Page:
• 12.  However, the Protestant Reformation brought about a new worldview. Protestantism saw God as transcendent (existing above, beyond and outside this world). He did not intervene with it, but left it to run according to its own laws of nature (like a watchmaker).  This meant events were no longer to be explained as the work of the unpredictable supernatural beings, but that of the predictable workings of natural forces. Using reason and science, humans could discover the laws of nature and predict how the world works and control it through technology. Religious explanations were no longer needed.
  • 13.  In Weber’s view, the Protestant Reformation begins the ‘disenchantment’ of the world by squeezing out religious ways and starting off the rationalisation process. This enables science to thrive and provide the basis for technological advances which gives humans more power to control nature. This undermines religion.
  • 14.  Bruce argues that the growth of a technological worldview has largely replaced religious or supernatural explanations of why things happen.  For example… when a plane crashes, we look for technological explanations instead of blaming it on evil spirits.  A technological worldview leaves little room for religious explanations, which only survive where technology is least effective. E.g., we may pray if we are suffering from an illness medicine cannot cure.  Bruce concludes that scientific explanations don’t challenge religion directly, but they have greatly reduced the scope for religious explanations. It doesn’t turn people to atheism, but it results in people taking religion less seriously.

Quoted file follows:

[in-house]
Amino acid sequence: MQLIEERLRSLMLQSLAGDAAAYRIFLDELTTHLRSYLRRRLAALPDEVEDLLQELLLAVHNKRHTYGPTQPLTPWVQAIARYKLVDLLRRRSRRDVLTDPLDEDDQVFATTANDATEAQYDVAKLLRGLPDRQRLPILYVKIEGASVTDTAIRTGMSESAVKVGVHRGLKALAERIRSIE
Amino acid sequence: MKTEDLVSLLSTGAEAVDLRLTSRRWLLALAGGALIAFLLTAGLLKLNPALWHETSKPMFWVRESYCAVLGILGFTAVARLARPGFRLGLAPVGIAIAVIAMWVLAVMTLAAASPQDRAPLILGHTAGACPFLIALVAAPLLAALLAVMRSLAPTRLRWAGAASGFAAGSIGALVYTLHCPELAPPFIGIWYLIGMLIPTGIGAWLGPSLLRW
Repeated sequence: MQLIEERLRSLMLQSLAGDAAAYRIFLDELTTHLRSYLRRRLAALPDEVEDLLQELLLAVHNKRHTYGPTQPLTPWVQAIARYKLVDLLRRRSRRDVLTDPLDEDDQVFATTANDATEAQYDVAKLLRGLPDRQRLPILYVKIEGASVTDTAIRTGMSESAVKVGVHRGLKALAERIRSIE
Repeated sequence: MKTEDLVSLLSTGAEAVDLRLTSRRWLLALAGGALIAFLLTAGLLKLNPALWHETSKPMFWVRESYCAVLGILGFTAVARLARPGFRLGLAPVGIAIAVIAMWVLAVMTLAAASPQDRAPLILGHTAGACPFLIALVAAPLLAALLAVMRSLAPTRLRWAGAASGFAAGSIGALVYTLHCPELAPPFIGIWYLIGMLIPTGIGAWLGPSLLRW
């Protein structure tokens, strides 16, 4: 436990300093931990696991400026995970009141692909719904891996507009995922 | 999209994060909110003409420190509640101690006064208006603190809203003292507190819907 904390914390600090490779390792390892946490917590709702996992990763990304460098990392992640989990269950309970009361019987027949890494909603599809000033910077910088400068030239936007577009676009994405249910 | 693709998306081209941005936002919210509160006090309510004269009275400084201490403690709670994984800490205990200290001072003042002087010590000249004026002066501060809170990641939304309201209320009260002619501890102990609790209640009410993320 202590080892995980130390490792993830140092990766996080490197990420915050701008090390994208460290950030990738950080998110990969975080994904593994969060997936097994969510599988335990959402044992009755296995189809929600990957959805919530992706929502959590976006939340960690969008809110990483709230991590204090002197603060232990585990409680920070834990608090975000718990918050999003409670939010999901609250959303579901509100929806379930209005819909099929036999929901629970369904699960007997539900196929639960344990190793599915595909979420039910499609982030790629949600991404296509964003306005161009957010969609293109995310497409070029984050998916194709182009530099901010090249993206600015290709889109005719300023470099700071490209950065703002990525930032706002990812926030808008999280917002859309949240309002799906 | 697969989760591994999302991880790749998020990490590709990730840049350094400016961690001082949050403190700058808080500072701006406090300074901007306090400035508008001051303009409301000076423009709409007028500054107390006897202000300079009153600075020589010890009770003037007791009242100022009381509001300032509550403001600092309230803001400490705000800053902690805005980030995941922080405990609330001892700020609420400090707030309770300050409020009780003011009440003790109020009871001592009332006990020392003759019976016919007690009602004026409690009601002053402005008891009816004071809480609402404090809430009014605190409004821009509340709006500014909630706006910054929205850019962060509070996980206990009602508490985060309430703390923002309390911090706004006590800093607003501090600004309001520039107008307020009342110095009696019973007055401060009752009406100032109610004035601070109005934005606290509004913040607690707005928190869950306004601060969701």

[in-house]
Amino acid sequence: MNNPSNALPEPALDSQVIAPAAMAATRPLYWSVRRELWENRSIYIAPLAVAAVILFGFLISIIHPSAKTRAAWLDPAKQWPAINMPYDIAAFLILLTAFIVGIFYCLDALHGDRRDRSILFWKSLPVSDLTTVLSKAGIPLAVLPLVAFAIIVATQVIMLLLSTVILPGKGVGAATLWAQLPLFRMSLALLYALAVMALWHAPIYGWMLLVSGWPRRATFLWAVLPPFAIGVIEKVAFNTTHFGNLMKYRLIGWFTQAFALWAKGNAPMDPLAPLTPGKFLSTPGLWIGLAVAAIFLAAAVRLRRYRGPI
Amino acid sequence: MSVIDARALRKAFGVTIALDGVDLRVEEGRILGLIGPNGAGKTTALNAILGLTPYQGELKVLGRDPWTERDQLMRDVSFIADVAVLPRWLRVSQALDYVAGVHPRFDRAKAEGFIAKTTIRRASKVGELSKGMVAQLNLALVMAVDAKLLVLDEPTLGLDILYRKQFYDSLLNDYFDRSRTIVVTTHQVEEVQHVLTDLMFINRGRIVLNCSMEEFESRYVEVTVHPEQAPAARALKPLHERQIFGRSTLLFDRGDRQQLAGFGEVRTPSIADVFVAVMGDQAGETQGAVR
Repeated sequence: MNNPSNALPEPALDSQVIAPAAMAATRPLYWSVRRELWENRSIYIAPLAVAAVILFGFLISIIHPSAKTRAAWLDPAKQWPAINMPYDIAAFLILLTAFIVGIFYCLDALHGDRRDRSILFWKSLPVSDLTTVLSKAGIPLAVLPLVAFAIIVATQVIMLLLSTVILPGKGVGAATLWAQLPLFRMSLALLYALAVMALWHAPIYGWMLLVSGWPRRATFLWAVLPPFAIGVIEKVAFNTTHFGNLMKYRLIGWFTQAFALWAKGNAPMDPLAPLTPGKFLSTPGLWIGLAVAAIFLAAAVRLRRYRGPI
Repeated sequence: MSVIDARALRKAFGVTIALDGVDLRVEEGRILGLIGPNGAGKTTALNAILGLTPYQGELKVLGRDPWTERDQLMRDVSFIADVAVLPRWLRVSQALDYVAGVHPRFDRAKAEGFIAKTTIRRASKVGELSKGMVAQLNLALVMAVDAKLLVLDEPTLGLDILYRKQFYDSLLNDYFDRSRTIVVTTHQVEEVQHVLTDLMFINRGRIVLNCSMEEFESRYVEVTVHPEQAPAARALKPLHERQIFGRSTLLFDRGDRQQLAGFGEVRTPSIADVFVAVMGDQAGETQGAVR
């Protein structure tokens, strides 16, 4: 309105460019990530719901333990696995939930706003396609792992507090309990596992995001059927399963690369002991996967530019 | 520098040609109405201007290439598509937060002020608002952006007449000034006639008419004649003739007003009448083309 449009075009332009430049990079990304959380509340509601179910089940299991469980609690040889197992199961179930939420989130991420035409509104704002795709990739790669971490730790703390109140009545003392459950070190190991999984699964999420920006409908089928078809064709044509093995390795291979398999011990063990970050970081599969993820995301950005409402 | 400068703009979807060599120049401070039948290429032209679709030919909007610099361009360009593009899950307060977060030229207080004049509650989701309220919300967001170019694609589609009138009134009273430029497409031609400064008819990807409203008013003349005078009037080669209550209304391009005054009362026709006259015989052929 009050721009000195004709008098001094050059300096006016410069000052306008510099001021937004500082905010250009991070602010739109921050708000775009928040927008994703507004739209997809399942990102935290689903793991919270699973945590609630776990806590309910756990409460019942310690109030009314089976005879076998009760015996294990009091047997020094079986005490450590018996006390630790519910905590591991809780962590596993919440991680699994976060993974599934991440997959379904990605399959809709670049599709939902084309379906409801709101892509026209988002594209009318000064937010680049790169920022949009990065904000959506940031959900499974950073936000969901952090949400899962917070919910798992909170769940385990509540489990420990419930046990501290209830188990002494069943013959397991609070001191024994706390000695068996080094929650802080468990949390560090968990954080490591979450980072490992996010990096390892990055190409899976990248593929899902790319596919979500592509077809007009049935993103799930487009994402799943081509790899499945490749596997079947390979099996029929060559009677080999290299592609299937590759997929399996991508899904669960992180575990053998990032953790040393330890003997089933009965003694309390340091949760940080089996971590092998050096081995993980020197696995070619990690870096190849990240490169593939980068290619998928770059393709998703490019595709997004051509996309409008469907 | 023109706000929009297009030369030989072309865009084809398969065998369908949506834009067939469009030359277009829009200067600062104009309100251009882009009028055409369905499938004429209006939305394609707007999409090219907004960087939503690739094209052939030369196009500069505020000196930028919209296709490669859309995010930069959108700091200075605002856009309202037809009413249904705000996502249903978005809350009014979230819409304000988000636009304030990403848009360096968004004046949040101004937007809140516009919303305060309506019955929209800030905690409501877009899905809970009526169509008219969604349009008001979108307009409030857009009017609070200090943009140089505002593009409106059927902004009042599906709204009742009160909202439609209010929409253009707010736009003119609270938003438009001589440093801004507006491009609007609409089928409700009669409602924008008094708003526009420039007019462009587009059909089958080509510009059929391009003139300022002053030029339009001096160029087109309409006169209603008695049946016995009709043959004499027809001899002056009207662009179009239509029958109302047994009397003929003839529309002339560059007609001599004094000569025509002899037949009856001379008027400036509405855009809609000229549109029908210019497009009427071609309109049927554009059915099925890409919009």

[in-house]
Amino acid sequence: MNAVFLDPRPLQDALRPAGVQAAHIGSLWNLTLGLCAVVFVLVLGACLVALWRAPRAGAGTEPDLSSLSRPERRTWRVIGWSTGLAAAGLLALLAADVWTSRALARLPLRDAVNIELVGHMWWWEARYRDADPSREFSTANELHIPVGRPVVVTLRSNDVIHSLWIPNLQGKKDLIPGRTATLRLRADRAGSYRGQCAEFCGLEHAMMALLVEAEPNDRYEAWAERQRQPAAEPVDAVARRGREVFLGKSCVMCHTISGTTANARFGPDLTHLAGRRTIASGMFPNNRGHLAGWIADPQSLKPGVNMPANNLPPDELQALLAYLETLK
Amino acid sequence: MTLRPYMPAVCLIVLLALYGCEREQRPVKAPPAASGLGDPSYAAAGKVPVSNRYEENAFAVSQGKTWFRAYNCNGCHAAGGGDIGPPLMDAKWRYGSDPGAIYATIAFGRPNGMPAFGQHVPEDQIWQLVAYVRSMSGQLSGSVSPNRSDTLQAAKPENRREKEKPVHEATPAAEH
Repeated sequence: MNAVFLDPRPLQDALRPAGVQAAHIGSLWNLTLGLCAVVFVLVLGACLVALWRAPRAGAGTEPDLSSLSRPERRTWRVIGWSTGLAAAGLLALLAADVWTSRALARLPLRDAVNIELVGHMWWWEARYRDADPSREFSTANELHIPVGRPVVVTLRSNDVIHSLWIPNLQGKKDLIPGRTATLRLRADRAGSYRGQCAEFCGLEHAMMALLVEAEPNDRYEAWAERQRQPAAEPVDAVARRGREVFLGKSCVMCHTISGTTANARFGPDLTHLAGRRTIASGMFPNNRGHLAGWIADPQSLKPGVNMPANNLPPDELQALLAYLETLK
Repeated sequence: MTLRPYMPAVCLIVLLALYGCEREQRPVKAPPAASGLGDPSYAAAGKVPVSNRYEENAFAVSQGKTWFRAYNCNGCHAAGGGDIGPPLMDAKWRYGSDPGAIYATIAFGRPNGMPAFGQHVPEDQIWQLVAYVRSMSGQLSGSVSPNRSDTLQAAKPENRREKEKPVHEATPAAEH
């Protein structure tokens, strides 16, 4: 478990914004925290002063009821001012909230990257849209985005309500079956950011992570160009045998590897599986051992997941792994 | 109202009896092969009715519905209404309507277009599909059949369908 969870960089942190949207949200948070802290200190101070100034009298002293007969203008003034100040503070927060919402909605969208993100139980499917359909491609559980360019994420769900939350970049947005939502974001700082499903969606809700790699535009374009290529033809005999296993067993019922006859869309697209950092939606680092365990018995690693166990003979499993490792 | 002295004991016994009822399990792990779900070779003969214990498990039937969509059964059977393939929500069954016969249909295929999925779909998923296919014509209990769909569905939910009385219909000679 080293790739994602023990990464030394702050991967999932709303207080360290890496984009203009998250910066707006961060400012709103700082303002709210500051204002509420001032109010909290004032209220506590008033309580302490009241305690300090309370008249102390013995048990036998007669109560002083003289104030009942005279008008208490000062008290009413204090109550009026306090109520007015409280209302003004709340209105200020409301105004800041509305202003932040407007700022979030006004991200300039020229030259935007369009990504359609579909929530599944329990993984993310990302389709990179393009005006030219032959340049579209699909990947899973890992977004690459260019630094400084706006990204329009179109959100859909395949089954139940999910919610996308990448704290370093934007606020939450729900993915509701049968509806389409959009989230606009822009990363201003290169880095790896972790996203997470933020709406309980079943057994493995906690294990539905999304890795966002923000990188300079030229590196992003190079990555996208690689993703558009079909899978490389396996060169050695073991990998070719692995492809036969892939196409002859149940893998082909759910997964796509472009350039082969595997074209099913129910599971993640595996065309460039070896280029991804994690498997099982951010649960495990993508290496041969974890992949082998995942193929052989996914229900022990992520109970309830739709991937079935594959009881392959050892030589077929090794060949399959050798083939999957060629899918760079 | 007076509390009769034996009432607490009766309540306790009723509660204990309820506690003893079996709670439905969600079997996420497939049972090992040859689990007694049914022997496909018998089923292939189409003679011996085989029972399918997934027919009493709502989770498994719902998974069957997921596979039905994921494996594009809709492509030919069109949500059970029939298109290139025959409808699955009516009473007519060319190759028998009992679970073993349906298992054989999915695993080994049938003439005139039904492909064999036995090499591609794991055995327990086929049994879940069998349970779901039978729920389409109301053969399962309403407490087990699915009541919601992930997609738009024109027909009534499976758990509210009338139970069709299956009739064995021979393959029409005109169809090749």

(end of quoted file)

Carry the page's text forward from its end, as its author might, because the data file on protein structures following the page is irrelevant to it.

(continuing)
• 15.  Parsons defines this as a process of specialisation that occurs with the development of industrial society. Industrialisation means religion has become a smaller and more specialised institution, despise the fact it dominated pre-industrial society.  Structural differentiation leads to the disengagement of religion. Its functions are transferred to other institutions so it becomes disconnected from wider society.
  • 16.  Bruce argues that religion has become separated from wider society and lost many of its former functions. It has become privatised to the sphere of the home and family. Religion is now personal choice and so traditional rituals and symbols have lost their meaning.  Even where religion continues to perform functions, it must conform to the requirements of the secular state. Likewise, church and state tend to become separated in modern society. The state should not be identified with one particular faith, as religion is mainly personal choice.
  • 17.  The move from pre-industrial to industrial society leads to the decline of community and this contributes to the decline of religion. Wilson argues that in pre-industrial society, shared values were expressed through collective religious rituals that integrated individuals and regulated their behaviour.  Bruce sees industrialisation as undermining the consensus of religious beliefs that hold small rural communities together. Social and geographical mobility not only breaks up communities but bring people together from many different backgrounds, creating more diversity.